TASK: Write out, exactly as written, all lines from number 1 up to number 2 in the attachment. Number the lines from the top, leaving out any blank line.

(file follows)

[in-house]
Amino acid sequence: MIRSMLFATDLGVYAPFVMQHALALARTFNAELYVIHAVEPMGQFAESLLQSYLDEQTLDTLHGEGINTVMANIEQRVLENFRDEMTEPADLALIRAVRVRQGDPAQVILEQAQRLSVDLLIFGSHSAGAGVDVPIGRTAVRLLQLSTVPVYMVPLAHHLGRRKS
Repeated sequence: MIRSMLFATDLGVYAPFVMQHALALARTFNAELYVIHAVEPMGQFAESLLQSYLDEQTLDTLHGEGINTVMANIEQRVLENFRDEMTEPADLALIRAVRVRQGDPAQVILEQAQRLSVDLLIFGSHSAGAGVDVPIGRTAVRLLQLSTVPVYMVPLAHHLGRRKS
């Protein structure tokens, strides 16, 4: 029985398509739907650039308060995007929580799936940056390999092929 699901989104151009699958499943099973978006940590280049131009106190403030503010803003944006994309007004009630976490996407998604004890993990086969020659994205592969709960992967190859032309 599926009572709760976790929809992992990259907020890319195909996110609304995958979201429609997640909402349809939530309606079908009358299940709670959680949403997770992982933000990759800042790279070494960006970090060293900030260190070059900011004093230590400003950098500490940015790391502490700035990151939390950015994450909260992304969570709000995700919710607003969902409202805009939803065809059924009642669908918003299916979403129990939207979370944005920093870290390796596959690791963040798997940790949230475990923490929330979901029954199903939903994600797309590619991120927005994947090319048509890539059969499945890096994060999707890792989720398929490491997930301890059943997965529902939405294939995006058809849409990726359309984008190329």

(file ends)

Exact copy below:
[in-house]
Amino acid sequence: MIRSMLFATDLGVYAPFVMQHALALARTFNAELYVIHAVEPMGQFAESLLQSYLDEQTLDTLHGEGINTVMANIEQRVLENFRDEMTEPADLALIRAVRVRQGDPAQVILEQAQRLSVDLLIFGSHSAGAGVDVPIGRTAVRLLQLSTVPVYMVPLAHHLGRRKS